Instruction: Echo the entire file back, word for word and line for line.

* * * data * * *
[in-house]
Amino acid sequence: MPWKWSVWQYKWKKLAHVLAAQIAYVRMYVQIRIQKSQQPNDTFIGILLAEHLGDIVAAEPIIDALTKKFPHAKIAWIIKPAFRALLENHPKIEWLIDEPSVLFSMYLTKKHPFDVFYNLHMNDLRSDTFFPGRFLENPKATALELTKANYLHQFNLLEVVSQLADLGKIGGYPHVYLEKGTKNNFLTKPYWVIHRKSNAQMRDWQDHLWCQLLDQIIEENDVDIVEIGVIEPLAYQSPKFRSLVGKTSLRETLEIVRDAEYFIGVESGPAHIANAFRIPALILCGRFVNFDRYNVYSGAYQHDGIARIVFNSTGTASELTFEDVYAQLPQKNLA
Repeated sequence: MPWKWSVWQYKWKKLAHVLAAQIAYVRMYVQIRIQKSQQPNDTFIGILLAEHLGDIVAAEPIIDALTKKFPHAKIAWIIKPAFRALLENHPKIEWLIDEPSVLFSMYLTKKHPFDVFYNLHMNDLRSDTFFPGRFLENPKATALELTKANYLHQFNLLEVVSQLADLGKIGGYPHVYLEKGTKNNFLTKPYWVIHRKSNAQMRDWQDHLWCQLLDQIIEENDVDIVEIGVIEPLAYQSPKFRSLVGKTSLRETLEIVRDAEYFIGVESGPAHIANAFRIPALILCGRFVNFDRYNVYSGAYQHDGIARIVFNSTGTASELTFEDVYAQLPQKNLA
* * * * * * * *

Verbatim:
[in-house]
Amino acid sequence: MPWKWSVWQYKWKKLAHVLAAQIAYVRMYVQIRIQKSQQPNDTFIGILLAEHLGDIVAAEPIIDALTKKFPHAKIAWIIKPAFRALLENHPKIEWLIDEPSVLFSMYLTKKHPFDVFYNLHMNDLRSDTFFPGRFLENPKATALELTKANYLHQFNLLEVVSQLADLGKIGGYPHVYLEKGTKNNFLTKPYWVIHRKSNAQMRDWQDHLWCQLLDQIIEENDVDIVEIGVIEPLAYQSPKFRSLVGKTSLRETLEIVRDAEYFIGVESGPAHIANAFRIPALILCGRFVNFDRYNVYSGAYQHDGIARIVFNSTGTASELTFEDVYAQLPQKNLA
Repeated sequence: MPWKWSVWQYKWKKLAHVLAAQIAYVRMYVQIRIQKSQQPNDTFIGILLAEHLGDIVAAEPIIDALTKKFPHAKIAWIIKPAFRALLENHPKIEWLIDEPSVLFSMYLTKKHPFDVFYNLHMNDLRSDTFFPGRFLENPKATALELTKANYLHQFNLLEVVSQLADLGKIGGYPHVYLEKGTKNNFLTKPYWVIHRKSNAQMRDWQDHLWCQLLDQIIEENDVDIVEIGVIEPLAYQSPKFRSLVGKTSLRETLEIVRDAEYFIGVESGPAHIANAFRIPALILCGRFVNFDRYNVYSGAYQHDGIARIVFNSTGTASELTFEDVYAQLPQKNLA